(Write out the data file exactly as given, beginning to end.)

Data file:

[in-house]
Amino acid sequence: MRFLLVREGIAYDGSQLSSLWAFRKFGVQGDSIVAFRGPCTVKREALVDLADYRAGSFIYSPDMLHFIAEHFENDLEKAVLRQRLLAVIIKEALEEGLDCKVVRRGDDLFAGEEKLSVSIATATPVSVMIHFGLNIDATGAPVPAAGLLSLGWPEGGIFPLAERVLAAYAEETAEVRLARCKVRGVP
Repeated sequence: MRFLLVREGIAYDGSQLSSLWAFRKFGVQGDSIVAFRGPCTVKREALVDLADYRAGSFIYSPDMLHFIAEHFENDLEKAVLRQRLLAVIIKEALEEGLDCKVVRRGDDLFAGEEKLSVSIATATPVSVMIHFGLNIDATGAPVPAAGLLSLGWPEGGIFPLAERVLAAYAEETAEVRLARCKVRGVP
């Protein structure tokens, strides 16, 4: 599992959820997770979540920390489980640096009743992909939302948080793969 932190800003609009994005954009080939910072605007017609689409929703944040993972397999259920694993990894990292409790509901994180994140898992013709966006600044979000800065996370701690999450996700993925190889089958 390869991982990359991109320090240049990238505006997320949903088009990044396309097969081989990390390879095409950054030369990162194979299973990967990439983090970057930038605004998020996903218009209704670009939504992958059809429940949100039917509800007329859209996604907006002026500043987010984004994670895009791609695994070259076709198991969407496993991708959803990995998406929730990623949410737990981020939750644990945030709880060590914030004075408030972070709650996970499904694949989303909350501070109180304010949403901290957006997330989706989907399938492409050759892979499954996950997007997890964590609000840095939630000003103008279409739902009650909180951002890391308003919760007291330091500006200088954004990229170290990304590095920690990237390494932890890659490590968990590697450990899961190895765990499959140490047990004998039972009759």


[in-house]
Amino acid sequence: MRFLLVREGIAYDGSQLSSLWAFRKFGVQGDSIVAFRGPCTVKREALVDLADYRAGSFIYSPDMLHFIAEHFENDLEKAVLRQRLLAVIIKEALEEGLDCKVVRRGDDLFAGEEKLSVSIATATPVSVMIHFGLNIDATGAPVPAAGLLSLGWPEGGIFPLAERVLAAYAEETAEVRLARCKVRGVP
Repeated sequence: MRFLLVREGIAYDGSQLSSLWAFRKFGVQGDSIVAFRGPCTVKREALVDLADYRAGSFIYSPDMLHFIAEHFENDLEKAVLRQRLLAVIIKEALEEGLDCKVVRRGDDLFAGEEKLSVSIATATPVSVMIHFGLNIDATGAPVPAAGLLSLGWPEGGIFPLAERVLAAYAEETAEVRLARCKVRGVP
């Protein structure tokens, strides 16, 4: 599992959820997770979540920390489980640096009743992909939302948080793969 932190800003609009994005954009080939910072605007017609689409929703944040993972397999259920694993990894990292409790509901994180994140898992013709966006600044979000800065996370701690999450996700993925190889089958 390869991982990359991109320090240049990238505006997320949903088009990044396309097969081989990390390879095409950054030369990162194979299973990967990439983090970057930038605004998020996903218009209704670009939504992958059809429940949100039917509800007329859209996604907006002026500043987010984004994670895009791609695994070259076709198991969407496993991708959803990995998406929730990623949410737990981020939750644990945030709880060590914030004075408030972070709650996970499904694949989303909350501070109180304010949403901290957006997330989706989907399938492409050759892979499954996950997007997890964590609000840095939630000003103008279409739902009650909180951002890391308003919760007291330091500006200088954004990229170290990304590095920690990237390494932890890659490590968990590697450990899961190895765990499959140490047990004998039972009759």